Last week, the Hyde Amendment, which prohibits taxpayer funding of most abortions, became the focus of presidential politics. First Joe Biden said he still supported the amendment, then changed his position one day later, after tremendous political pressure from farther-left Democrats.
But the press should focus less on whether Democrats support taxpayer-funded abortion-on-demand. Virtually all Democrats running for president now support that position, as did the party’s 2016 national platform.
Rhetorically, Democrats sound fully in lockstep with their pro-abortion left. For instance, on Tuesday presidential candidate Sen. Kirsten Gillibrand (D-NY) called a pro-life position “not acceptable,” and equated nominating pro-life judges to “appoint[ing] a judge who’s racist or anti-Semitic or homophobic.” But with the Hyde Amendment, the real test for Biden, Gillibrand, and their fellow candidates will come in how hard they will push for its repeal.
For all the focus last week on the Hyde Amendment, named after its prime advocate, the late Rep. Henry Hyde (R-IL), reporters have not focused on the Labor-Health and Human Services spending bill that the House of Representatives will consider this week. The committee-approved bill includes the following language:
SEC. 506. (a) None of the funds appropriated in this Act, and none of the funds in any trust fund to which funds are appropriated in this Act, shall be expended for any abortion.
In other words, an appropriations bill approved by the Democratic-run House Appropriations Committee still includes the Hyde Amendment language. (Subsequent sections exempt cases of rape, incest, or to save the life of the mother—the Hyde Amendment exceptions—from the funding ban.)
Yet the chairwoman of that Committee, Rep. Nita Lowey (D-NY), co-sponsored stand-alone legislation (H.R. 1692) repealing the Hyde Amendment protections that she included in her spending bill.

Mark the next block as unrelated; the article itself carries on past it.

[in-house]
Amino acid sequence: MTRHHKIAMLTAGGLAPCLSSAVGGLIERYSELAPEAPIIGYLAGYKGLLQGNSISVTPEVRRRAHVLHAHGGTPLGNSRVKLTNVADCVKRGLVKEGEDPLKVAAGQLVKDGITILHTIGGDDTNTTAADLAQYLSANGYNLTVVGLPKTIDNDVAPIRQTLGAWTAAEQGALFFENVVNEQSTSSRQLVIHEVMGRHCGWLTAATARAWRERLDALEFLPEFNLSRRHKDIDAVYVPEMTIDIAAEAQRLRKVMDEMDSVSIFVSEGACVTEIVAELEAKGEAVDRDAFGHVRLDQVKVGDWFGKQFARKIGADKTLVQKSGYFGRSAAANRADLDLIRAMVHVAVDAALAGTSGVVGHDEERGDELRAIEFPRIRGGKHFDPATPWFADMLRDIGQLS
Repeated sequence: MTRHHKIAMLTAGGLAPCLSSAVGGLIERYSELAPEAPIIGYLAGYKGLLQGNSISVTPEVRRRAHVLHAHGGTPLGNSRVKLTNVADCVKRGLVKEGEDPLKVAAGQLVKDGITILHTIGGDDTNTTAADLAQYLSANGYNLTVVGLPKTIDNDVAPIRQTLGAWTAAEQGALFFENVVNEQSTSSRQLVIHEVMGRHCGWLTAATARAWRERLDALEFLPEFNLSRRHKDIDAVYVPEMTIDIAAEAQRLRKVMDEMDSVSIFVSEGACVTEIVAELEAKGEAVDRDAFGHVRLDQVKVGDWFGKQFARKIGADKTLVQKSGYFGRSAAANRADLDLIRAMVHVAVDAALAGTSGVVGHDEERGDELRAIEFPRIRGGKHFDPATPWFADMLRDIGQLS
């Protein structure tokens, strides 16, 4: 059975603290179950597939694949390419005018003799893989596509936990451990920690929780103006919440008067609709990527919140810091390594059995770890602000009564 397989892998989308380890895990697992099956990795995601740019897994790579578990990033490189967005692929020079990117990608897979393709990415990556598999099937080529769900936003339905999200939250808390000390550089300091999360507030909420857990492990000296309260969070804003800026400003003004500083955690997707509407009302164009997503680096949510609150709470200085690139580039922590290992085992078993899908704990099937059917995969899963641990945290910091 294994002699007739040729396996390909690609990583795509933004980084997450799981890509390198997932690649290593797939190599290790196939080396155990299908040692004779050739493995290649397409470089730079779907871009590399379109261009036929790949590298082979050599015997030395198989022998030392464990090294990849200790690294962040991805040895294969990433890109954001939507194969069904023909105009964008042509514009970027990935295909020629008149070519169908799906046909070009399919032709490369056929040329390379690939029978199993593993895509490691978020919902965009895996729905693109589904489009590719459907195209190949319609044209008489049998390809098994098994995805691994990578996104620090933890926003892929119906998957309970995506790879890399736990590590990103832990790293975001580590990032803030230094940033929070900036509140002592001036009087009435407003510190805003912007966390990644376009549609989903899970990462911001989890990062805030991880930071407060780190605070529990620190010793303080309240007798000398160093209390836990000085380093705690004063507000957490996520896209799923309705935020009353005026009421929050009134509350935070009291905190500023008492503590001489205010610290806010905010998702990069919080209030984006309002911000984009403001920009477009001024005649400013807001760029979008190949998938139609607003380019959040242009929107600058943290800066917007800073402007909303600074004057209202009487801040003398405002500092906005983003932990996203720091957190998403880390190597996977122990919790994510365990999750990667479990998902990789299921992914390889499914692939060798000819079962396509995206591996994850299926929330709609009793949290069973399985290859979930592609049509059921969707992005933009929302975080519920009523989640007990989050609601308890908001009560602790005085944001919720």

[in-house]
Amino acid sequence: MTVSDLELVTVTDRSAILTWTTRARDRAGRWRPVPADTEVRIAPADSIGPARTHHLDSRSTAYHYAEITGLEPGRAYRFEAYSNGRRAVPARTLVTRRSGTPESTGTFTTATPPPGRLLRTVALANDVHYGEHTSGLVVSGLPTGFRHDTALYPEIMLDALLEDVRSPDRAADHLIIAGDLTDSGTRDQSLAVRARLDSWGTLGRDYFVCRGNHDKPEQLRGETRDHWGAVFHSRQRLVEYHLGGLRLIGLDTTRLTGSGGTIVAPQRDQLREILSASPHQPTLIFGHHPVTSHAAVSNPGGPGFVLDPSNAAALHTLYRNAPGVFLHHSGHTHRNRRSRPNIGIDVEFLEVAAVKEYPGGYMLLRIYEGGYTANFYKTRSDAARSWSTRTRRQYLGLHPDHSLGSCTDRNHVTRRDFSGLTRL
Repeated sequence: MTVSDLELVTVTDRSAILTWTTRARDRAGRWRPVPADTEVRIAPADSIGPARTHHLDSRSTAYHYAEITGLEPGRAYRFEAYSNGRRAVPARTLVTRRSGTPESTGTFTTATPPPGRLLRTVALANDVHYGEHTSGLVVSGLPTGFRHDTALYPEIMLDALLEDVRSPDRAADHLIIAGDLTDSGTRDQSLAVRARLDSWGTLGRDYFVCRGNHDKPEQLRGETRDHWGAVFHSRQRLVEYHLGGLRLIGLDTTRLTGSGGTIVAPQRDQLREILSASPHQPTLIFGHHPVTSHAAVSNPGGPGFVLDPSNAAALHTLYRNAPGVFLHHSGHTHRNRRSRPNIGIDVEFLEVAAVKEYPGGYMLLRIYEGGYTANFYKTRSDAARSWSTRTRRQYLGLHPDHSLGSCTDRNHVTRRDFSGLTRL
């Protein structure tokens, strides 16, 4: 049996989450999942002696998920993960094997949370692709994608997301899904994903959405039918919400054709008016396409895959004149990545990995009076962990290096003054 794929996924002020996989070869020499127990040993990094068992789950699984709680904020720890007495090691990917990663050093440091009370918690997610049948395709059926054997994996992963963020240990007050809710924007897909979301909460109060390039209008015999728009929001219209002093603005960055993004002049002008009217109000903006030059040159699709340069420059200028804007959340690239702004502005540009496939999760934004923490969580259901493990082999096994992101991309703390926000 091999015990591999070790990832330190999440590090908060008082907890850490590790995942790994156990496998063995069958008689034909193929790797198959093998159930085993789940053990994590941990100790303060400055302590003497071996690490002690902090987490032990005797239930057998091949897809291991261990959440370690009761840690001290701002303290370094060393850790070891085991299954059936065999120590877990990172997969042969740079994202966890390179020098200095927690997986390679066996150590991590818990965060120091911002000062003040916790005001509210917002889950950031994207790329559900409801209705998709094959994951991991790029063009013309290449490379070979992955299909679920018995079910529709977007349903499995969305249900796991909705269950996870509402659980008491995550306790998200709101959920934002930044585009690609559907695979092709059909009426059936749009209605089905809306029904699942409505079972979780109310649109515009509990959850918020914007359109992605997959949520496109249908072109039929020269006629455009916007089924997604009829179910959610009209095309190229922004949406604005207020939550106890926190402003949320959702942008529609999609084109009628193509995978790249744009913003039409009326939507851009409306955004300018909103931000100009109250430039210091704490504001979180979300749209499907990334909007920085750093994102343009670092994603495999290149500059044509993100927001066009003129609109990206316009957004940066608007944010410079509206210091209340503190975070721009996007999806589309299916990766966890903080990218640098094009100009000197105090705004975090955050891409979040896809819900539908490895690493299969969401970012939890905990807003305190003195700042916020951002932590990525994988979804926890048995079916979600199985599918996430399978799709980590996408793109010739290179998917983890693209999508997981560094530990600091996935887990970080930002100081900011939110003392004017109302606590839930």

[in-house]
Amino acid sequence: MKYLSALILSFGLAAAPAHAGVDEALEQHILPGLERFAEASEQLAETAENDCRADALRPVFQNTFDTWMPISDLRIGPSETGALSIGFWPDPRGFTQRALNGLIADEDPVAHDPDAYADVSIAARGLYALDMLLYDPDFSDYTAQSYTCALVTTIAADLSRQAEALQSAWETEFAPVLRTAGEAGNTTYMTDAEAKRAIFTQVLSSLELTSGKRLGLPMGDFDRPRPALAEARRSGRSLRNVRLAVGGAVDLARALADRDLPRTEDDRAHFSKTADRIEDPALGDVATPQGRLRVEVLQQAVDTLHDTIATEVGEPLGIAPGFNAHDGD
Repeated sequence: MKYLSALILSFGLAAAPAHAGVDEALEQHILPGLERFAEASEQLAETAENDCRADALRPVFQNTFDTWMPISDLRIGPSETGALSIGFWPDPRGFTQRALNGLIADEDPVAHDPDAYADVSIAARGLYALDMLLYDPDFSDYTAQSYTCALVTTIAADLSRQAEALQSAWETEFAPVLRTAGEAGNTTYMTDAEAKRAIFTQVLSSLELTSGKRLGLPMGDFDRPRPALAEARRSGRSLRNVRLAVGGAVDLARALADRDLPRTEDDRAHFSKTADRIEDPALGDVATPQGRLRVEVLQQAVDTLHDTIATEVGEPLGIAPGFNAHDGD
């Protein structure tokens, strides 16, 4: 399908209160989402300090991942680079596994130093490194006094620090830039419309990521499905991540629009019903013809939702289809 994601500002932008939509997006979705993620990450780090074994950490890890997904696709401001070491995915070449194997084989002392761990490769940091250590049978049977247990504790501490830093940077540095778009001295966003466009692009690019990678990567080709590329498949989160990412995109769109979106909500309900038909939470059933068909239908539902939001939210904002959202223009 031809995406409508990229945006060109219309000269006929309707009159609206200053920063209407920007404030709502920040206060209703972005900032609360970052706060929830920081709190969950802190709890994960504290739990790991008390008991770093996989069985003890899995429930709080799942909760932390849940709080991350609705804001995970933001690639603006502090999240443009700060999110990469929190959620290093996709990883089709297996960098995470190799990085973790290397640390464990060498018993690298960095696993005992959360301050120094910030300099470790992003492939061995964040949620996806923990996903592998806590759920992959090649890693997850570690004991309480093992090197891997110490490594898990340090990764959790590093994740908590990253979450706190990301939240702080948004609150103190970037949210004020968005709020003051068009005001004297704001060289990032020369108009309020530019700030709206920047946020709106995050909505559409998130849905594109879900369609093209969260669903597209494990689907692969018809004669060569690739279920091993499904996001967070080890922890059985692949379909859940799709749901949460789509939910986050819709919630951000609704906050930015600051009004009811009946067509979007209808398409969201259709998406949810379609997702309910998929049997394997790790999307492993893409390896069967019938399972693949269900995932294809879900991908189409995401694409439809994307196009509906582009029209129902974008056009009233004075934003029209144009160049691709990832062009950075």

An appropriations bill lacking Hyde protections on taxpayer funding of abortions holds virtually no chance of becoming law, for several reasons. First, Republicans control the Senate, and Majority Leader Mitch McConnell (R-KY) will not bring a bill to the Senate floor that lacks the Hyde protections. Early last year, a move to bail out Obamacare failed because Republican leaders would not support additional funding for the law without clear protections on taxpayer funding of abortion, while Democrats would not vote for any measure that included those protections.
Even if Republicans did not control the Senate, 41 pro-life senators could filibuster any measure lacking Hyde Amendment protections, thus preventing the legislation from passing. And of course, President Trump can, and likely would, veto any appropriations bills that omitted pro-life protections on taxpayer funding of abortion.
The likelihood during this Congress of legislation passing that excludes the Hyde Amendment seems infinitesimal. Moreover, such legislation passing during the next Congress could well require 1) a Democrat to win the presidency, 2) Democrats to retake the Senate, and 3) Democrats to agree to end the legislative filibuster, which dozens of them claim they oppose.
Events in the House this week show that liberal members of Congress are essentially “going through the motions” about repealing the Hyde Amendment. Several of them, led by Rep. Ayanna Pressley (D-MA), offered an amendment to strike Hyde from the spending bill. However, on Monday the House Rules Committee reported a rule for consideration of the underlying bill that did not make the amendment in order.